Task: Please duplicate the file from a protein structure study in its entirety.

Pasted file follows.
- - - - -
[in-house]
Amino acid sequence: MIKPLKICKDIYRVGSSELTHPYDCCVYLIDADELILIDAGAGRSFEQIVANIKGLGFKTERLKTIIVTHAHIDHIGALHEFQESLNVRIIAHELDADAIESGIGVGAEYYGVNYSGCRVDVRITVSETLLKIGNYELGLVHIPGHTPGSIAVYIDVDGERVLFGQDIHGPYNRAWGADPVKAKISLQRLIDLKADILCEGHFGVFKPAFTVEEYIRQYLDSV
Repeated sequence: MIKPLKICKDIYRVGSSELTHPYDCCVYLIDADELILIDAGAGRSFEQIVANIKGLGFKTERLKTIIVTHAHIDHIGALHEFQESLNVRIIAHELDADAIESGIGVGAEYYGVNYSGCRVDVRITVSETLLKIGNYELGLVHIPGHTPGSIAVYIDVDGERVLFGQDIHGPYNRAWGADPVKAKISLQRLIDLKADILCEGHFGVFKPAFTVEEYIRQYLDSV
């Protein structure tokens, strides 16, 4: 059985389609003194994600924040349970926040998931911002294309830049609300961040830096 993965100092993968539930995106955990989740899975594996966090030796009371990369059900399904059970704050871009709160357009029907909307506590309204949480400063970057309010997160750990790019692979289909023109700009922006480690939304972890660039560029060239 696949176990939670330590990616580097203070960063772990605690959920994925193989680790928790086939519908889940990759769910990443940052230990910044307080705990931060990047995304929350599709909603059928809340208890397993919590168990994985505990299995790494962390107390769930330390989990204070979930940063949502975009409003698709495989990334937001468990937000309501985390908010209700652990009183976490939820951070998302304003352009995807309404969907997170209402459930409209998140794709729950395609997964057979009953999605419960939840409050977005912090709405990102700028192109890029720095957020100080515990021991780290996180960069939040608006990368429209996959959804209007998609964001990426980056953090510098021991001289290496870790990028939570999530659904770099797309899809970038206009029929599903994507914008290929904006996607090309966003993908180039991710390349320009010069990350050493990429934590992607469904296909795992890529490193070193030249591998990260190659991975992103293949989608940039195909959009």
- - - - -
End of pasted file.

[in-house]
Amino acid sequence: MIKPLKICKDIYRVGSSELTHPYDCCVYLIDADELILIDAGAGRSFEQIVANIKGLGFKTERLKTIIVTHAHIDHIGALHEFQESLNVRIIAHELDADAIESGIGVGAEYYGVNYSGCRVDVRITVSETLLKIGNYELGLVHIPGHTPGSIAVYIDVDGERVLFGQDIHGPYNRAWGADPVKAKISLQRLIDLKADILCEGHFGVFKPAFTVEEYIRQYLDSV
Repeated sequence: MIKPLKICKDIYRVGSSELTHPYDCCVYLIDADELILIDAGAGRSFEQIVANIKGLGFKTERLKTIIVTHAHIDHIGALHEFQESLNVRIIAHELDADAIESGIGVGAEYYGVNYSGCRVDVRITVSETLLKIGNYELGLVHIPGHTPGSIAVYIDVDGERVLFGQDIHGPYNRAWGADPVKAKISLQRLIDLKADILCEGHFGVFKPAFTVEEYIRQYLDSV
């Protein structure tokens, strides 16, 4: 059985389609003194994600924040349970926040998931911002294309830049609300961040830096 993965100092993968539930995106955990989740899975594996966090030796009371990369059900399904059970704050871009709160357009029907909307506590309204949480400063970057309010997160750990790019692979289909023109700009922006480690939304972890660039560029060239 696949176990939670330590990616580097203070960063772990605690959920994925193989680790928790086939519908889940990759769910990443940052230990910044307080705990931060990047995304929350599709909603059928809340208890397993919590168990994985505990299995790494962390107390769930330390989990204070979930940063949502975009409003698709495989990334937001468990937000309501985390908010209700652990009183976490939820951070998302304003352009995807309404969907997170209402459930409209998140794709729950395609997964057979009953999605419960939840409050977005912090709405990102700028192109890029720095957020100080515990021991780290996180960069939040608006990368429209996959959804209007998609964001990426980056953090510098021991001289290496870790990028939570999530659904770099797309899809970038206009029929599903994507914008290929904006996607090309966003993908180039991710390349320009010069990350050493990429934590992607469904296909795992890529490193070193030249591998990260190659991975992103293949989608940039195909959009």